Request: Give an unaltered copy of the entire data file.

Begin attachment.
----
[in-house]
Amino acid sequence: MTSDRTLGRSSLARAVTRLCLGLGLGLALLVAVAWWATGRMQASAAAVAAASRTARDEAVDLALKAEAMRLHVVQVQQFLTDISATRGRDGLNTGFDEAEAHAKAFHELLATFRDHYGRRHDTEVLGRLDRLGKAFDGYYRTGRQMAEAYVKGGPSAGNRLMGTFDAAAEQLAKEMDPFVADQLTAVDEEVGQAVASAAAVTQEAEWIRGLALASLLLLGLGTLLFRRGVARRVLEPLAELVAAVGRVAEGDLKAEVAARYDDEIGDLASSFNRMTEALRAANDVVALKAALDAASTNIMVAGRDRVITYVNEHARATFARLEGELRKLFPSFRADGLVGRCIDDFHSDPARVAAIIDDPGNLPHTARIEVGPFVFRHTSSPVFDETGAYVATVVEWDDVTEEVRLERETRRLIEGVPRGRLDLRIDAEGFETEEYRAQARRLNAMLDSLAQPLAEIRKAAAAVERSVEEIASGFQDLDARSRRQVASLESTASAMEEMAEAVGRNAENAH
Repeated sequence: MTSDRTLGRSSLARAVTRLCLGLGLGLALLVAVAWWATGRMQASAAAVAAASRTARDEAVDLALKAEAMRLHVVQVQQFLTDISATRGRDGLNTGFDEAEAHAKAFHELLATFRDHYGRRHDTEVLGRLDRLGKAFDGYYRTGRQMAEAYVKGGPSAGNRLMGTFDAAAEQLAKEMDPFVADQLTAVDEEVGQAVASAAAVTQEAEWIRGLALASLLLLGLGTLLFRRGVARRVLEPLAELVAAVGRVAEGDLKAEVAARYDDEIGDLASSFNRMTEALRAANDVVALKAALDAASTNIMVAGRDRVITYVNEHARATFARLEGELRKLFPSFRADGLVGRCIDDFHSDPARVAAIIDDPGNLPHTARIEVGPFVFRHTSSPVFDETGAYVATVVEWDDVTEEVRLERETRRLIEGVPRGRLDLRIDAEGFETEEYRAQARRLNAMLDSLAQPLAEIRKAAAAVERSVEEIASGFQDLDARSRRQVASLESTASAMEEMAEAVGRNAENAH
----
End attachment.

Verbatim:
[in-house]
Amino acid sequence: MTSDRTLGRSSLARAVTRLCLGLGLGLALLVAVAWWATGRMQASAAAVAAASRTARDEAVDLALKAEAMRLHVVQVQQFLTDISATRGRDGLNTGFDEAEAHAKAFHELLATFRDHYGRRHDTEVLGRLDRLGKAFDGYYRTGRQMAEAYVKGGPSAGNRLMGTFDAAAEQLAKEMDPFVADQLTAVDEEVGQAVASAAAVTQEAEWIRGLALASLLLLGLGTLLFRRGVARRVLEPLAELVAAVGRVAEGDLKAEVAARYDDEIGDLASSFNRMTEALRAANDVVALKAALDAASTNIMVAGRDRVITYVNEHARATFARLEGELRKLFPSFRADGLVGRCIDDFHSDPARVAAIIDDPGNLPHTARIEVGPFVFRHTSSPVFDETGAYVATVVEWDDVTEEVRLERETRRLIEGVPRGRLDLRIDAEGFETEEYRAQARRLNAMLDSLAQPLAEIRKAAAAVERSVEEIASGFQDLDARSRRQVASLESTASAMEEMAEAVGRNAENAH
Repeated sequence: MTSDRTLGRSSLARAVTRLCLGLGLGLALLVAVAWWATGRMQASAAAVAAASRTARDEAVDLALKAEAMRLHVVQVQQFLTDISATRGRDGLNTGFDEAEAHAKAFHELLATFRDHYGRRHDTEVLGRLDRLGKAFDGYYRTGRQMAEAYVKGGPSAGNRLMGTFDAAAEQLAKEMDPFVADQLTAVDEEVGQAVASAAAVTQEAEWIRGLALASLLLLGLGTLLFRRGVARRVLEPLAELVAAVGRVAEGDLKAEVAARYDDEIGDLASSFNRMTEALRAANDVVALKAALDAASTNIMVAGRDRVITYVNEHARATFARLEGELRKLFPSFRADGLVGRCIDDFHSDPARVAAIIDDPGNLPHTARIEVGPFVFRHTSSPVFDETGAYVATVVEWDDVTEEVRLERETRRLIEGVPRGRLDLRIDAEGFETEEYRAQARRLNAMLDSLAQPLAEIRKAAAAVERSVEEIASGFQDLDARSRRQVASLESTASAMEEMAEAVGRNAENAH